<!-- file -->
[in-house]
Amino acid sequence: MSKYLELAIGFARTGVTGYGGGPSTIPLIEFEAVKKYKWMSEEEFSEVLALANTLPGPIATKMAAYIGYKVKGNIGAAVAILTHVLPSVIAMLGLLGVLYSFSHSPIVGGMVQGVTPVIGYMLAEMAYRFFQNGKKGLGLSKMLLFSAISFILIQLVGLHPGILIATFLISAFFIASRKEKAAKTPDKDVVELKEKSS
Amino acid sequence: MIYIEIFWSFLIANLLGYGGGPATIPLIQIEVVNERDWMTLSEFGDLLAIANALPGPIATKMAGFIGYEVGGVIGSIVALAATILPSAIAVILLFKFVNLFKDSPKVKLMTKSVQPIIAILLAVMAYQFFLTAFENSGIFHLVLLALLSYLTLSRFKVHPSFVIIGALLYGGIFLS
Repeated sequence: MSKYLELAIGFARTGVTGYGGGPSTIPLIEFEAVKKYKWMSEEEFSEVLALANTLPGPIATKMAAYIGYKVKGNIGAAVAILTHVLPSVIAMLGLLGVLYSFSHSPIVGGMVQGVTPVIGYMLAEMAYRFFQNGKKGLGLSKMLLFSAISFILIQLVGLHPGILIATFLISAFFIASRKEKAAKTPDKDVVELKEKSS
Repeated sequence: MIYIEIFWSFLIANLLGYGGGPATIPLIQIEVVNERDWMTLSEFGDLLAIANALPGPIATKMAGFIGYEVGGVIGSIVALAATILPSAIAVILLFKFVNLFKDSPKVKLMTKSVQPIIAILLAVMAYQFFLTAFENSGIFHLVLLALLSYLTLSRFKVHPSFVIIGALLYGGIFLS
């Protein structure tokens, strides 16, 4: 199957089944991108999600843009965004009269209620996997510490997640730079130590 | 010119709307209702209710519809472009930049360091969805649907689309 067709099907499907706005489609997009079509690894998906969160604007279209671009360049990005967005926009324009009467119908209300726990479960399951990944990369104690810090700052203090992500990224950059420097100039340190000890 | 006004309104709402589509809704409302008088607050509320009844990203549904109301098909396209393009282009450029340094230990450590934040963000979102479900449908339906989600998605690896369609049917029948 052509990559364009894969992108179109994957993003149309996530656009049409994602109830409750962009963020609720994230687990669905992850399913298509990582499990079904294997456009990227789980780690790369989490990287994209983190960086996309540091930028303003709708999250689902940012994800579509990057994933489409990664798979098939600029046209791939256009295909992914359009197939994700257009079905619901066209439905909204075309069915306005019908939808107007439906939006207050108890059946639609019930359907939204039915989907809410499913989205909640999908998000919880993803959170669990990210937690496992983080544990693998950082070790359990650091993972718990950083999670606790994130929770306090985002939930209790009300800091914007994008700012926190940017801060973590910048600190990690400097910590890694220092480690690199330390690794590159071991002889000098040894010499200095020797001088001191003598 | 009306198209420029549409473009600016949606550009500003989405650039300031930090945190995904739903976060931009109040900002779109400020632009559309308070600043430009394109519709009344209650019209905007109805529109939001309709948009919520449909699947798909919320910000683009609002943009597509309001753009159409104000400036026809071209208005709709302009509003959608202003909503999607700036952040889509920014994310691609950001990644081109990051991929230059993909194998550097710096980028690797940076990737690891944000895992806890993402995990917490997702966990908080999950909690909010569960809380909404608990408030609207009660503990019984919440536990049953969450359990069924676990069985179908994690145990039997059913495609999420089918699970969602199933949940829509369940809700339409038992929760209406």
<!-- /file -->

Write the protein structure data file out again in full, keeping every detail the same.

[in-house]
Amino acid sequence: MSKYLELAIGFARTGVTGYGGGPSTIPLIEFEAVKKYKWMSEEEFSEVLALANTLPGPIATKMAAYIGYKVKGNIGAAVAILTHVLPSVIAMLGLLGVLYSFSHSPIVGGMVQGVTPVIGYMLAEMAYRFFQNGKKGLGLSKMLLFSAISFILIQLVGLHPGILIATFLISAFFIASRKEKAAKTPDKDVVELKEKSS
Amino acid sequence: MIYIEIFWSFLIANLLGYGGGPATIPLIQIEVVNERDWMTLSEFGDLLAIANALPGPIATKMAGFIGYEVGGVIGSIVALAATILPSAIAVILLFKFVNLFKDSPKVKLMTKSVQPIIAILLAVMAYQFFLTAFENSGIFHLVLLALLSYLTLSRFKVHPSFVIIGALLYGGIFLS
Repeated sequence: MSKYLELAIGFARTGVTGYGGGPSTIPLIEFEAVKKYKWMSEEEFSEVLALANTLPGPIATKMAAYIGYKVKGNIGAAVAILTHVLPSVIAMLGLLGVLYSFSHSPIVGGMVQGVTPVIGYMLAEMAYRFFQNGKKGLGLSKMLLFSAISFILIQLVGLHPGILIATFLISAFFIASRKEKAAKTPDKDVVELKEKSS
Repeated sequence: MIYIEIFWSFLIANLLGYGGGPATIPLIQIEVVNERDWMTLSEFGDLLAIANALPGPIATKMAGFIGYEVGGVIGSIVALAATILPSAIAVILLFKFVNLFKDSPKVKLMTKSVQPIIAILLAVMAYQFFLTAFENSGIFHLVLLALLSYLTLSRFKVHPSFVIIGALLYGGIFLS
């Protein structure tokens, strides 16, 4: 199957089944991108999600843009965004009269209620996997510490997640730079130590 | 010119709307209702209710519809472009930049360091969805649907689309 067709099907499907706005489609997009079509690894998906969160604007279209671009360049990005967005926009324009009467119908209300726990479960399951990944990369104690810090700052203090992500990224950059420097100039340190000890 | 006004309104709402589509809704409302008088607050509320009844990203549904109301098909396209393009282009450029340094230990450590934040963000979102479900449908339906989600998605690896369609049917029948 052509990559364009894969992108179109994957993003149309996530656009049409994602109830409750962009963020609720994230687990669905992850399913298509990582499990079904294997456009990227789980780690790369989490990287994209983190960086996309540091930028303003709708999250689902940012994800579509990057994933489409990664798979098939600029046209791939256009295909992914359009197939994700257009079905619901066209439905909204075309069915306005019908939808107007439906939006207050108890059946639609019930359907939204039915989907809410499913989205909640999908998000919880993803959170669990990210937690496992983080544990693998950082070790359990650091993972718990950083999670606790994130929770306090985002939930209790009300800091914007994008700012926190940017801060973590910048600190990690400097910590890694220092480690690199330390690794590159071991002889000098040894010499200095020797001088001191003598 | 009306198209420029549409473009600016949606550009500003989405650039300031930090945190995904739903976060931009109040900002779109400020632009559309308070600043430009394109519709009344209650019209905007109805529109939001309709948009919520449909699947798909919320910000683009609002943009597509309001753009159409104000400036026809071209208005709709302009509003959608202003909503999607700036952040889509920014994310691609950001990644081109990051991929230059993909194998550097710096980028690797940076990737690891944000895992806890993402995990917490997702966990908080999950909690909010569960809380909404608990408030609207009660503990019984919440536990049953969450359990069924676990069985179908994690145990039997059913495609999420089918699970969602199933949940829509369940809700339409038992929760209406």